Each year around this time, weekends on All Things Considered welcomes world music DJ Betto Arcos onto the show to share some of his favorite nominees from this Latin Grammys, the 2012 installment of which is coming up next week. Arcos hosts the program Global Village on KPFK in Los Angeles; his picks include singer-songwriters from Mexico and Brazil, a Chilean rapper and a Puerto Rican-American jazz saxophonist.
Making a deal to avert the fiscal cliff is going to take more than mere consensus on spending and taxes. It'll take political skill on the part of the president; the ability to leverage the power of his office to find new strategies and pressure points to break the gridlock. In short, he'll need to do what appears to be impossible.
ROBERT CARO: Part of the nature of political genius is that you can come along and do something where no one else can do it.
This is WEEKEND EDITION from NPR News. I'm Rachel Martin. A newly re-elected President Barack Obama won't officially begin his second term until he is sworn in again on January 20th. But some of the priorities of his next four years in office are already taking shape, and the challenges are becoming more apparent. NPR's national political correspondent Mara Liasson joins us now to talk more about all this. Hey, Mara.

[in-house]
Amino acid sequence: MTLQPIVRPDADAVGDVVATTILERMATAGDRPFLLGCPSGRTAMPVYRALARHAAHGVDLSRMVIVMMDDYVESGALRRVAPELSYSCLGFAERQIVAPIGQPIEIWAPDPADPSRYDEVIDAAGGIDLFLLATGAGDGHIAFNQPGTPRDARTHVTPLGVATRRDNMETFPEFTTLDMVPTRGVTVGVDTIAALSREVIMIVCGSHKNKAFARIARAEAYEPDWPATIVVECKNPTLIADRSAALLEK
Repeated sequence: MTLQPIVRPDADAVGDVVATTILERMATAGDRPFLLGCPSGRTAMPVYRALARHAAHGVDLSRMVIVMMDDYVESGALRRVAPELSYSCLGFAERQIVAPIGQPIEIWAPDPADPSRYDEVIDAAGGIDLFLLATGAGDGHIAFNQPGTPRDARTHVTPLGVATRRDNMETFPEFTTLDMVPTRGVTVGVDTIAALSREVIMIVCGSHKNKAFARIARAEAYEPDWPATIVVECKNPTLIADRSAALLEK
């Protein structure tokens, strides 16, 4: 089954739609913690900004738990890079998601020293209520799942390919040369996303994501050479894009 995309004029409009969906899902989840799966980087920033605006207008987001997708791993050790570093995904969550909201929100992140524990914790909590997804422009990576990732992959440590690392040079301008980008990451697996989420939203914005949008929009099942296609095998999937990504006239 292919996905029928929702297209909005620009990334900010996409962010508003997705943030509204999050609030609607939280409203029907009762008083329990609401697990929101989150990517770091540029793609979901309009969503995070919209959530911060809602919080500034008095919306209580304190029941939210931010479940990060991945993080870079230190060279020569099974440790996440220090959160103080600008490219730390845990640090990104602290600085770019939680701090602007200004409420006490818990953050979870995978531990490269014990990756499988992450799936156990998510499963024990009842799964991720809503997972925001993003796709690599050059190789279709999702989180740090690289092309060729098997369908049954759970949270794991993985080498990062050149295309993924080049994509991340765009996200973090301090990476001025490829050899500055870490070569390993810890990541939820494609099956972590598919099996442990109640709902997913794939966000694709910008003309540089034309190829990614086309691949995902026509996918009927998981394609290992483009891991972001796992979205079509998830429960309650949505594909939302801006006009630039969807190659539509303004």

This is WEEKEND EDITION from NPR News. I'm Rachel Martin.
Here's a term you're going to get really tired of in the next several weeks - if you haven't already: The fiscal cliff. It's a combination of automatic spending cuts and tax increases set to hit at the start of the year. That is, if Congress and the president fail to find a way to avoid it.
NPR's Tamara Keith has this primer.
TAMARA KEITH, BYLINE: Both House Speaker John Boehner and the president made it clear, they don't want to go off the cliff.